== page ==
Supposedly, these civil service scientists and engineers, who had accumulated years of experience working with uniformed armed service members and who understood their needs, could be laid off because their work would be done by the defense industry itself –- exactly as happened. These experienced men and women were replaced by the "Lead System Integrator," which gave near total design and development authority for new weapons and equipment to the major defense contractors. Left without close and expert supervision from Defense Department scientists and engineers, programs developed under this concept have unsurprisingly experienced spectacularly large cost overruns and delays. For example, the Space Based Infrared System (SBIRS), which provides early warning of missile launches, and had an estimated cost of $3.68 billion in 1995 dollars, will end up costing more than $10 billion in 2012 dollars.
Despite all the small scale changes that have been made, the essence of the McNamara procurement system has survived. Since experienced military officers have been removed from the system, the only people who now judge whether or not a weapon or a piece of equipment is ready to go into service are the Pentagon's lawyers, accountants, and political appointees.
As these lawyers, accountants and political appointees lack the judgment based on military experience that the uniformed servicemen and servicewoman have, they insist on unnecessary extensive design reviews and test procedures, which, although perhaps occasionally beneficial, add considerably to the price of any weapon or piece of equipment procured. Excessive, repetitive testing can not only add to the overall expense of the weapon or item being bought, but also mislead the Defense Department into thinking that an item is ready to go into service when its parts may have been tested repeatedly, but the whole weapon has not been properly tested -- a problem that recently occurred in the F-22 when the oxygen system for the pilot was found not to work properly with the pilot's flight vest.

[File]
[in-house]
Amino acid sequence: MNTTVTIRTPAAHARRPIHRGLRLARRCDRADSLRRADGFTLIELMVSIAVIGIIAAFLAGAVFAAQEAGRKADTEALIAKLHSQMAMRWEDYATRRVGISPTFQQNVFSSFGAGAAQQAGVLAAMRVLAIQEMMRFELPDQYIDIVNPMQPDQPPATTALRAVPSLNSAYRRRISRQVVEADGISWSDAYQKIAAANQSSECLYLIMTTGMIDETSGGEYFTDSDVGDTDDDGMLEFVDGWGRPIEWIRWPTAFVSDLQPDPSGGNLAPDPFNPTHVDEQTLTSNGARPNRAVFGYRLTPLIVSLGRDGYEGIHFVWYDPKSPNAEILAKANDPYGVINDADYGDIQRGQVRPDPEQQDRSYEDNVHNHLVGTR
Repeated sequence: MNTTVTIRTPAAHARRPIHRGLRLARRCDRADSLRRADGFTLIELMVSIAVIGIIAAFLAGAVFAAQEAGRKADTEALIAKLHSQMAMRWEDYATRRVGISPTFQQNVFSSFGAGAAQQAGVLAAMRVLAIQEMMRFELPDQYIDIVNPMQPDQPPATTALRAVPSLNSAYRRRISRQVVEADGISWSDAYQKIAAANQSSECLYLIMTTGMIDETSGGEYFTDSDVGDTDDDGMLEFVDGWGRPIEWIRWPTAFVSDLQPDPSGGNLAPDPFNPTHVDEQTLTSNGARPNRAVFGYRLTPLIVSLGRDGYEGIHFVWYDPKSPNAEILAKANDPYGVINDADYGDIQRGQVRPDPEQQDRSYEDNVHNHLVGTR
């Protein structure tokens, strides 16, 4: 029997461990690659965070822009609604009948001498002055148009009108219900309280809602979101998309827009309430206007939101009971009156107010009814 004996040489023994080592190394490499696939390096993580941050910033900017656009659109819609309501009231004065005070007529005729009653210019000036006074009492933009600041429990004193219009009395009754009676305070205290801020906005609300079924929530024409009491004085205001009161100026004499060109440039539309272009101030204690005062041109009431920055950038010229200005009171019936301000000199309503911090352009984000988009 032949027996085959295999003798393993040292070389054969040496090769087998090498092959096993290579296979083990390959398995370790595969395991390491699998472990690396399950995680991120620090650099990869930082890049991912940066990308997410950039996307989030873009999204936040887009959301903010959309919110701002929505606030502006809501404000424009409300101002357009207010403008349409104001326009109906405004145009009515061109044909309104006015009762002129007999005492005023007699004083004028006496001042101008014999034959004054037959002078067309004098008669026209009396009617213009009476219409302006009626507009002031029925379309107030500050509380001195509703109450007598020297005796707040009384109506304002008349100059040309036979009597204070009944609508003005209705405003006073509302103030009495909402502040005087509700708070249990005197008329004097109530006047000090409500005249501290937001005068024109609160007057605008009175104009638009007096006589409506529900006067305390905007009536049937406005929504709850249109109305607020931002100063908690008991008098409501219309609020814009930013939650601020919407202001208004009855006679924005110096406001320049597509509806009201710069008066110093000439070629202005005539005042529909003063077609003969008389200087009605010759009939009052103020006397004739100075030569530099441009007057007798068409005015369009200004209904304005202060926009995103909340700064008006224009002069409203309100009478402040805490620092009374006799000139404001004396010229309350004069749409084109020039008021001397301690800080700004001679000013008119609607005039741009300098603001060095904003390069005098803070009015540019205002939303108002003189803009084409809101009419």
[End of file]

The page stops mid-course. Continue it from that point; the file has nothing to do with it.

Often a program is begun which is beyond today's technological state of the art. Sometimes this is due to excessive optimism --- but sometimes because the leaders of the Defense Department foresee the need for something and imagine that if they begin a new program, the military eventually will get what it needs. Sometimes this kind of gamble pays off, more often it fails.
The Army's RAH-66 Comanche reconnaissance and attack helicopter, for example, would have combined stealth with extremely advanced electronic sensors and communications systems. In the mid 1980's, when the program began, no one had ever tried to apply stealth technology to a helicopter. No one even knew if it could be done. While the Comanche fulfilled some of its promise, it failed to live up to all of its original requirements. So the RAH-66 was cancelled in 2004 after the Army had spent $6.9 billion on the program.